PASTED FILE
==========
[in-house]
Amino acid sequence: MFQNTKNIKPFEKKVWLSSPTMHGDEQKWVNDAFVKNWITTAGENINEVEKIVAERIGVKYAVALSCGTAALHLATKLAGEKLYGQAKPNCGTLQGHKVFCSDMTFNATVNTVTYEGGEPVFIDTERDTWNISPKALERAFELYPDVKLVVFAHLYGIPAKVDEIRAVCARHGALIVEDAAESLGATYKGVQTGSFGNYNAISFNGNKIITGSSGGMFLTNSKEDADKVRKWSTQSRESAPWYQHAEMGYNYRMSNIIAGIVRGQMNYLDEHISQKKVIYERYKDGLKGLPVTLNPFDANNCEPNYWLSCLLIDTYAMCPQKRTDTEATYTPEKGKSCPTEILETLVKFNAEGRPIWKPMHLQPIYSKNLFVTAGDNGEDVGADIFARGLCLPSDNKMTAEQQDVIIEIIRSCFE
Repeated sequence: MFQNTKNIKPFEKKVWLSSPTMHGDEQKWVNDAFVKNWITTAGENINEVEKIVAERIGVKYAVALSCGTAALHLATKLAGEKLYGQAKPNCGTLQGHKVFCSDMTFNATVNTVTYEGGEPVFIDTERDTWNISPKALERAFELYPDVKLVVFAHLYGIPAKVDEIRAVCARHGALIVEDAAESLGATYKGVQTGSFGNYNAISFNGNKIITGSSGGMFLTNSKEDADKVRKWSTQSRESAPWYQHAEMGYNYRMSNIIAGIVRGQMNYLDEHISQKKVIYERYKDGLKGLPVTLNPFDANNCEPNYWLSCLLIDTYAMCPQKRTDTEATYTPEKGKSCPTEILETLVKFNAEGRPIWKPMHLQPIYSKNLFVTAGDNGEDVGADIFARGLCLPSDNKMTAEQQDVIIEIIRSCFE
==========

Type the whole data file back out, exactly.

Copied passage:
[in-house]
Amino acid sequence: MFQNTKNIKPFEKKVWLSSPTMHGDEQKWVNDAFVKNWITTAGENINEVEKIVAERIGVKYAVALSCGTAALHLATKLAGEKLYGQAKPNCGTLQGHKVFCSDMTFNATVNTVTYEGGEPVFIDTERDTWNISPKALERAFELYPDVKLVVFAHLYGIPAKVDEIRAVCARHGALIVEDAAESLGATYKGVQTGSFGNYNAISFNGNKIITGSSGGMFLTNSKEDADKVRKWSTQSRESAPWYQHAEMGYNYRMSNIIAGIVRGQMNYLDEHISQKKVIYERYKDGLKGLPVTLNPFDANNCEPNYWLSCLLIDTYAMCPQKRTDTEATYTPEKGKSCPTEILETLVKFNAEGRPIWKPMHLQPIYSKNLFVTAGDNGEDVGADIFARGLCLPSDNKMTAEQQDVIIEIIRSCFE
Repeated sequence: MFQNTKNIKPFEKKVWLSSPTMHGDEQKWVNDAFVKNWITTAGENINEVEKIVAERIGVKYAVALSCGTAALHLATKLAGEKLYGQAKPNCGTLQGHKVFCSDMTFNATVNTVTYEGGEPVFIDTERDTWNISPKALERAFELYPDVKLVVFAHLYGIPAKVDEIRAVCARHGALIVEDAAESLGATYKGVQTGSFGNYNAISFNGNKIITGSSGGMFLTNSKEDADKVRKWSTQSRESAPWYQHAEMGYNYRMSNIIAGIVRGQMNYLDEHISQKKVIYERYKDGLKGLPVTLNPFDANNCEPNYWLSCLLIDTYAMCPQKRTDTEATYTPEKGKSCPTEILETLVKFNAEGRPIWKPMHLQPIYSKNLFVTAGDNGEDVGADIFARGLCLPSDNKMTAEQQDVIIEIIRSCFE